Famine and disease were the catalysts for the evolution of lactose tolerance in Europe, and explain why others are lactose intolerant

Thousands of years before humans had evolved to digest milk properly, prehistoric people in Europe were consuming milk. How does this make sense?

The research, published in Nature, mapped pre-historic patterns of dairy consumption over the last 9,000 years in order to better understand this phenomenon.

The ground-breaking research provides new insights into milk consumption and the evolution of lactose tolerance in Europe.

It was thought that humans evolved to possessing lactose tolerance to consume more milk and dairy products, but research from the University of Bristol and University College London (UCL) is suggesting differently.

The universities, alongside collaborators from 20 other countries, put lactose tolerance in Europe down to famine and exposure to infectious diseases.

Two-thirds of adults have some degree of lactose intolerance

Most European adults have evolved to consume milk and other dairy products without discomfort.

However, for the majority of adults in the world, this is not the case. Two-thirds of adults in the world today, and almost all adults 5,000 years ago, cannot consume milk without encountering cramps, diarrhoea, and flatulence. This is known as lactose intolerance.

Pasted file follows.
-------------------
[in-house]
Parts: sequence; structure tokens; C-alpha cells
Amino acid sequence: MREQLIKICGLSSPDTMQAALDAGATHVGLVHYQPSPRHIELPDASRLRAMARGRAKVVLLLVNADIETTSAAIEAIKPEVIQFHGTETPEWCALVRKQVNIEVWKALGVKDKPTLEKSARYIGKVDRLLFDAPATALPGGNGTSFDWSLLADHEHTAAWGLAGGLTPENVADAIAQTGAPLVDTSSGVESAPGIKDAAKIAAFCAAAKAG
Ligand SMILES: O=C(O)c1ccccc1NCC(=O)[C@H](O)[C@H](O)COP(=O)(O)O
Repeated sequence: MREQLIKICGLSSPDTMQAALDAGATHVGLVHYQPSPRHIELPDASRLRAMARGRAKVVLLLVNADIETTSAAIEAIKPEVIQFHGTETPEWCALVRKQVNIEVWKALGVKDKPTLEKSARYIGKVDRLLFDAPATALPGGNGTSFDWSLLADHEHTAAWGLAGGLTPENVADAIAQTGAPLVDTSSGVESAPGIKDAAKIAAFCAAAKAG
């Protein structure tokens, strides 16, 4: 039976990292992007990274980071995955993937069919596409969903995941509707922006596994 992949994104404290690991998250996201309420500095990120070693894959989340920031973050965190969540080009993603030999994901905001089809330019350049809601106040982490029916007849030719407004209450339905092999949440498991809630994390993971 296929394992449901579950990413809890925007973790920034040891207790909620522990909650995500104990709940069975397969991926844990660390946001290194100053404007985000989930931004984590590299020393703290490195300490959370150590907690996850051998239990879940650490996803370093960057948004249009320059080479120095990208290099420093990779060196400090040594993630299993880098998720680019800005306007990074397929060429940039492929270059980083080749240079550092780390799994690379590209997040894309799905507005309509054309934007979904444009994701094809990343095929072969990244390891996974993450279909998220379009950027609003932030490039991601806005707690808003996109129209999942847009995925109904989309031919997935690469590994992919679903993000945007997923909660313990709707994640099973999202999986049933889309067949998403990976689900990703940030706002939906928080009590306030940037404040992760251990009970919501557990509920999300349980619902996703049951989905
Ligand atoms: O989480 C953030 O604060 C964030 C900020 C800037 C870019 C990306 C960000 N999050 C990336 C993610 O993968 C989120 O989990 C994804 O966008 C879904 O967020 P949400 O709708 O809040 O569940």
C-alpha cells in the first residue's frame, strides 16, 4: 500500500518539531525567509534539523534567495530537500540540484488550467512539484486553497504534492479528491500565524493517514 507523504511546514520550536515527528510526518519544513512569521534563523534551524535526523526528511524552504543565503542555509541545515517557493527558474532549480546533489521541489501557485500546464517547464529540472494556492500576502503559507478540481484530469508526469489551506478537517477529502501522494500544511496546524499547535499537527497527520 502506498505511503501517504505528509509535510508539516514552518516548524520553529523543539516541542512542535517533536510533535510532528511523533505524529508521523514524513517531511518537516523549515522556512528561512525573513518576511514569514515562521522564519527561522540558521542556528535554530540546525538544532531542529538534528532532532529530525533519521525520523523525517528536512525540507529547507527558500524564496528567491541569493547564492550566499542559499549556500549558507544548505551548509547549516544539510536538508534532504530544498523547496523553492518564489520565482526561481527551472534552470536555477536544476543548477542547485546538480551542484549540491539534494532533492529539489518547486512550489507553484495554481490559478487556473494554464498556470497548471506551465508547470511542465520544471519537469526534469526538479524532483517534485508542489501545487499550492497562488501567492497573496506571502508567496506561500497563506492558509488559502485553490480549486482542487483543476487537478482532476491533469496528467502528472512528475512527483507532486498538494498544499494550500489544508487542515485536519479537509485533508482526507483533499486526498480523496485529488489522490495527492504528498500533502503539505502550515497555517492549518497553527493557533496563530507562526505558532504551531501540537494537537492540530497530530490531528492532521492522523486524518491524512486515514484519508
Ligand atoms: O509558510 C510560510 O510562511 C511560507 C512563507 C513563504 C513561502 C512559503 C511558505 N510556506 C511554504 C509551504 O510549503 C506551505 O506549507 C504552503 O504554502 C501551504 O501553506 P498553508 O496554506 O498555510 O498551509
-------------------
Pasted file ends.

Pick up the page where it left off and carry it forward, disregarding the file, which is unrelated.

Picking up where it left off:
Milk contains lactose, which is a unique sugar. Lactose must be properly digested otherwise it will travel to the large intestine and can cause cramps, diarrhoea, and flatulence; known as lactose intolerance.

Nowadays, lactose intolerance in the UK is rare.

Is lactose tolerance a result of natural selection?

Professor George Davey Smith, Director of the MRC Integrative Epidemiology Unit at the University of Bristol and a co-author of the study, said: “To digest lactose we need to produce the enzyme lactase in our gut. Almost all babies produce lactase, but in the majority of people globally, that production declines rapidly between weaning and adolescence.

“However, a genetic trait called lactase persistence has evolved multiple times over the last 10,000 years and spread in various milk-drinking populations in Europe, central and southern Asia, the Middle East and Africa. Today, around one-third of adults in the world are lactase persistent.”

Patterns of milk use over the last 9,000 years were mapped by the scientists. Probing the UK Biobank, and combining ancient DNA, radiocarbon, and archaeological data using new computer modelling techniques, the team were able to show that lactase persistence genetic trait was not common until around 1,000 BC. This was nearly 4,000 years after it was first detected in around 4,700–4,600 BC.

“The lactase persistence genetic variant was pushed to high frequency by some sort of turbocharged natural selection. The problem is, such strong natural selection is hard to explain,” adds Professor Mark Thomas, Professor of Evolutionary Genetics and study co-author from University College London.

Mapping milk consumption in Europe